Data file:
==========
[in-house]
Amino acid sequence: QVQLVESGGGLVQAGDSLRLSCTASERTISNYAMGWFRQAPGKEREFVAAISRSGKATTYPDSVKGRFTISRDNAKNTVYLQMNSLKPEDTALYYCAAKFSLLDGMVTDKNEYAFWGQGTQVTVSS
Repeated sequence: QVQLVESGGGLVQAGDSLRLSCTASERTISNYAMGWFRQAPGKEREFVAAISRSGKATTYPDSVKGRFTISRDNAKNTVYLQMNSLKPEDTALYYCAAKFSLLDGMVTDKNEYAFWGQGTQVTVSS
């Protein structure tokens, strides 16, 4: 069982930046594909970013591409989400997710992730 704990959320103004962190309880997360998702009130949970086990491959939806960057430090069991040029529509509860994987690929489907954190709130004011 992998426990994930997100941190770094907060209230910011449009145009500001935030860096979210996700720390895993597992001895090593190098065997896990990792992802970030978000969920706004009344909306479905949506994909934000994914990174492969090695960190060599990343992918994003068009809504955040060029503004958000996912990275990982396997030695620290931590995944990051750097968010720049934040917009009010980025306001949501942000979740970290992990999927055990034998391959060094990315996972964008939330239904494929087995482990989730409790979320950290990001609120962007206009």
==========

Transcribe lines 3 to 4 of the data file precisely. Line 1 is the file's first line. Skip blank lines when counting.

Repeated sequence: QVQLVESGGGLVQAGDSLRLSCTASERTISNYAMGWFRQAPGKEREFVAAISRSGKATTYPDSVKGRFTISRDNAKNTVYLQMNSLKPEDTALYYCAAKFSLLDGMVTDKNEYAFWGQGTQVTVSS
């Protein structure tokens, strides 16, 4: 069982930046594909970013591409989400997710992730 704990959320103004962190309880997360998702009130949970086990491959939806960057430090069991040029529509509860994987690929489907954190709130004011 992998426990994930997100941190770094907060209230910011449009145009500001935030860096979210996700720390895993597992001895090593190098065997896990990792992802970030978000969920706004009344909306479905949506994909934000994914990174492969090695960190060599990343992918994003068009809504955040060029503004958000996912990275990982396997030695620290931590995944990051750097968010720049934040917009009010980025306001949501942000979740970290992990999927055990034998391959060094990315996972964008939330239904494929087995482990989730409790979320950290990001609120962007206009």